Wednesday, January 19, 2011

The iPhone's Audio Jack as a Sensors

I was talking with John Reynolds last week about the Square credit card reader. I think we were both amazed that someone could create a device that could be plugged into the audio/mic jack of the iPhone and read credit card data. It looks like the audio jack is even more flexible than that! Very cool!

You can read the original paper from the University of Michigan here.

Project HiJack uses iPhone audio jack to make cheap sensors:
Making accessories that tie into an iOS device's Dock connector is an expensive proposition: it requires getting certain components from Apple and applying for a costly "Made for iPhone" (or iPod or iPad) license. However, it is possible to use the headphone jack for two-way data communication with an iPhone and also to power small electronic circuits. A group of students and faculty from the University of Michigan's Electrical Engineering and Computer Science Department have developed a small device it calls the "HiJack" to make sensing peripherals easily accessible to those on a tight budget.

Project HiJack is a hardware and software platform for enabling communication between a small, low-power peripheral and an iDevice. The system uses a 22kHz audio signal, which is converted into 7.4mW of power at 47 percent efficiency. That power runs a TI MSP430 microcontroller as well as any attached electronics, and allows the HiJack to communicate with an iOS application. The components to build a HiJack cost as little as $2.34 in significant quantities.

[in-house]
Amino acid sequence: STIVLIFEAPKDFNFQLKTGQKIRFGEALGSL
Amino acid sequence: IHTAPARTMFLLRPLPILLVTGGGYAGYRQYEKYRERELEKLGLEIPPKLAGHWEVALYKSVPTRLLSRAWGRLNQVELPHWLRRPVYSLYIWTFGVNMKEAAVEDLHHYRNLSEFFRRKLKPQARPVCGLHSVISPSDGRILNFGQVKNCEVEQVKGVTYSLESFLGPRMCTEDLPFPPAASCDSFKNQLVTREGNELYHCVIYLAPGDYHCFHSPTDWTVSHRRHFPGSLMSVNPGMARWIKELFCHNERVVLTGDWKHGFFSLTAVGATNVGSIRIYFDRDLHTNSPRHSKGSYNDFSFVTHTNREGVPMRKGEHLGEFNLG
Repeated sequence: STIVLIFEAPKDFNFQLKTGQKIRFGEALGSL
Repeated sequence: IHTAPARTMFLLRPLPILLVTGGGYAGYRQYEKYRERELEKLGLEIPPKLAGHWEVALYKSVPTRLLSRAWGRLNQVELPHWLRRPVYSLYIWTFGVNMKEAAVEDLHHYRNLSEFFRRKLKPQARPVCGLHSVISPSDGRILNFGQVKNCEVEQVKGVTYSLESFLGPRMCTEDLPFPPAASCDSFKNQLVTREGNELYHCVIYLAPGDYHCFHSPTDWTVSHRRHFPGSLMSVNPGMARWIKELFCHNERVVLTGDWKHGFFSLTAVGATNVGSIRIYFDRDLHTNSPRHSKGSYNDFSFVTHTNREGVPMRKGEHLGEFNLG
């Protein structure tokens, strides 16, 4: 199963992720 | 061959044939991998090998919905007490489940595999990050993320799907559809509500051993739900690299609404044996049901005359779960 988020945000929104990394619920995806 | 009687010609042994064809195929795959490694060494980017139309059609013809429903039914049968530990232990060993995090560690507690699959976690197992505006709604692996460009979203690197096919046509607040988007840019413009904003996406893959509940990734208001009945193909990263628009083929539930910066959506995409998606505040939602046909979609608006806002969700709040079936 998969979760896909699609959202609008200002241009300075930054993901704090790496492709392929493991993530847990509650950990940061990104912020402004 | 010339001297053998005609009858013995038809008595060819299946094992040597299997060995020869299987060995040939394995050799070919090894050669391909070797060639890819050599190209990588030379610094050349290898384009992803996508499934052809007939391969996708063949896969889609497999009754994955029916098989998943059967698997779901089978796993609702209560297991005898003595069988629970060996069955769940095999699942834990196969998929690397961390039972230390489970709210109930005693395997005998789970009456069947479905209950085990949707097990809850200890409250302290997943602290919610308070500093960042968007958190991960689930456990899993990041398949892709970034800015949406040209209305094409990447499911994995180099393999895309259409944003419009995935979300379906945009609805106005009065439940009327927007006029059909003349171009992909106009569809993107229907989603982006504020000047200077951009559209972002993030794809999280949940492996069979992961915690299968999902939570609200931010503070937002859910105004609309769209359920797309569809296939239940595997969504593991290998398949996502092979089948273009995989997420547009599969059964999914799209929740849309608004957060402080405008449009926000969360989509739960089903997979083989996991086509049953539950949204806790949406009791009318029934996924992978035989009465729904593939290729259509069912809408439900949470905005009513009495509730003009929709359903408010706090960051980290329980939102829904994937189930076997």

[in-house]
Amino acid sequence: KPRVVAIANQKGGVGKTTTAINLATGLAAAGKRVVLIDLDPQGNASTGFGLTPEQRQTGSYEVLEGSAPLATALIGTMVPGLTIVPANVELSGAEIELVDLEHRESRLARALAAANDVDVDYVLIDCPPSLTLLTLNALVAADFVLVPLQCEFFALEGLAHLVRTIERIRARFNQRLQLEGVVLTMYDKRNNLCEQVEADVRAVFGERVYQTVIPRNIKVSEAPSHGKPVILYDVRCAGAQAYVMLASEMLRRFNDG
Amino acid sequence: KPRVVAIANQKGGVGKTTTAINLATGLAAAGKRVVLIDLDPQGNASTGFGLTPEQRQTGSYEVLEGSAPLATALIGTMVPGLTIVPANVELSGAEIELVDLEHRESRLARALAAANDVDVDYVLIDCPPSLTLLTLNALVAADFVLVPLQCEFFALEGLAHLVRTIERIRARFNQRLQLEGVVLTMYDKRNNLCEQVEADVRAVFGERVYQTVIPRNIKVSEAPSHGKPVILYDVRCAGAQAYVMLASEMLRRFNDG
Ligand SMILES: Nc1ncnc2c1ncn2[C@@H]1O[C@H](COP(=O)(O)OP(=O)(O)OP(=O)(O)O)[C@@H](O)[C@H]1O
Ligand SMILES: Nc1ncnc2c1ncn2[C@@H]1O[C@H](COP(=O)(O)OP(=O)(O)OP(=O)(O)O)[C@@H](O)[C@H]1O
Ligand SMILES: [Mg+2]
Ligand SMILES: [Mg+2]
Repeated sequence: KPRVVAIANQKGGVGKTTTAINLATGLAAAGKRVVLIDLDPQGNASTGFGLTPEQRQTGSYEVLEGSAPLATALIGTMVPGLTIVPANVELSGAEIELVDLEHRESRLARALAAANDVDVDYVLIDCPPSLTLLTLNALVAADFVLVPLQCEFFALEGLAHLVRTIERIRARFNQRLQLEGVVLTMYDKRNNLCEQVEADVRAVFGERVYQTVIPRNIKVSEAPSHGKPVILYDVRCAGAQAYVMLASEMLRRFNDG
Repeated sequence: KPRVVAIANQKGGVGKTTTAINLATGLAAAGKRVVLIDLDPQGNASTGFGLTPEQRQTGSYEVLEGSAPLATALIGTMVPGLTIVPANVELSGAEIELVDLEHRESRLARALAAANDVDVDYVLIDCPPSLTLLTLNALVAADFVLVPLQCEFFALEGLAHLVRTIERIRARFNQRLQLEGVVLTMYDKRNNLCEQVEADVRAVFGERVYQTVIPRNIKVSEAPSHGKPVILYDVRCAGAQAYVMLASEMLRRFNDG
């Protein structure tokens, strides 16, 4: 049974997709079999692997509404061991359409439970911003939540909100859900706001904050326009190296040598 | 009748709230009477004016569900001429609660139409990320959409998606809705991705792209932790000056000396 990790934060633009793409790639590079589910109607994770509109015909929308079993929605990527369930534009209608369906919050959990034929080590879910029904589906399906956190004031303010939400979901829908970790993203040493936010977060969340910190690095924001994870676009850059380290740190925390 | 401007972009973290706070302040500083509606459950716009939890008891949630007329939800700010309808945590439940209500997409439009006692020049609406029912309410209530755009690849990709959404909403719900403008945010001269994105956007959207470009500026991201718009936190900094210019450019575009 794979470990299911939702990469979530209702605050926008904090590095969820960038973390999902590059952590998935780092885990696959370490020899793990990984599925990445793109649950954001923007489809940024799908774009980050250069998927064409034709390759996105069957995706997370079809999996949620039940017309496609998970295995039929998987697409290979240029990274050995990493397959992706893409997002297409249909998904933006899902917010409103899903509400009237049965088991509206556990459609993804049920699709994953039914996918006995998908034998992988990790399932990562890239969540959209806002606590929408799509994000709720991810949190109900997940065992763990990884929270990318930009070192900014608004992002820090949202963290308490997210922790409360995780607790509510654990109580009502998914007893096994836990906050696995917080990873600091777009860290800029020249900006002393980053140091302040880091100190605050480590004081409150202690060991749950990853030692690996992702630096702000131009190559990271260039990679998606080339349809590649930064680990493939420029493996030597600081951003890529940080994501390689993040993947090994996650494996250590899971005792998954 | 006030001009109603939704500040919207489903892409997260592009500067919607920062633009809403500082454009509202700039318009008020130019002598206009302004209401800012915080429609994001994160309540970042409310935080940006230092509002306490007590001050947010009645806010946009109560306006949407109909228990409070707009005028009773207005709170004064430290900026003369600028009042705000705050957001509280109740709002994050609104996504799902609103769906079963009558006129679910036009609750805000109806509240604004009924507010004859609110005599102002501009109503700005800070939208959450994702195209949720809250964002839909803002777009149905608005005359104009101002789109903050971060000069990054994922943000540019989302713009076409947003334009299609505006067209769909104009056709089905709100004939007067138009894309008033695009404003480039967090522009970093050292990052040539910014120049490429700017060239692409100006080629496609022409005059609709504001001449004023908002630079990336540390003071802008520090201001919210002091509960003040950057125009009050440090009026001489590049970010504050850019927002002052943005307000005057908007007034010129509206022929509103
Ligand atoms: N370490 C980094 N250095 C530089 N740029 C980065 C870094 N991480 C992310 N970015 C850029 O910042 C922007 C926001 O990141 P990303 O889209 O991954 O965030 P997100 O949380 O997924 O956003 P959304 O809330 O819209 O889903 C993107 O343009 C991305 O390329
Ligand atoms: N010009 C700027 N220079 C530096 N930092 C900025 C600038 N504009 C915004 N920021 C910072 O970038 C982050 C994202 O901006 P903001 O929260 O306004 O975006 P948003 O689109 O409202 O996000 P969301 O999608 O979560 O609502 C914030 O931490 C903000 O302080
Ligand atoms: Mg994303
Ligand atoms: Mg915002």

The team behind Project HiJack envisions users building low-cost sensing and data acquisition systems for student and laboratory use. So far, it has built an EKG interface, soil moisture sensor, an integrated prototype with temperature/humidity sensors, PIR motion sensor, and potentiometer, and a version with a breadboard for prototyping new sensor applications.

Schematics for the HiJack board, as well as source code to enable communication via the audio port, are available on Google Code so that anyone with some soldering skills and the wherewithal can build a HiJack for his or her own use. Currently, software exists to work on iOS, but the hardware design should work with nearly any mobile device that has a combination headphone/microphone jack. The team plans to build APIs to enable the HiJack to work on Android and Windows Phone 7 in the future.

There is a way to get a HiJack for an iOS device without making one yourself, though: the team is putting 20 prebuilt and assembled HiJack boards up for grabs to those who submit a proposal for how they would use it. If your proposal is selected, you have to agree to two conditions: release any code for your project as open source, and let the team document your project on its website.

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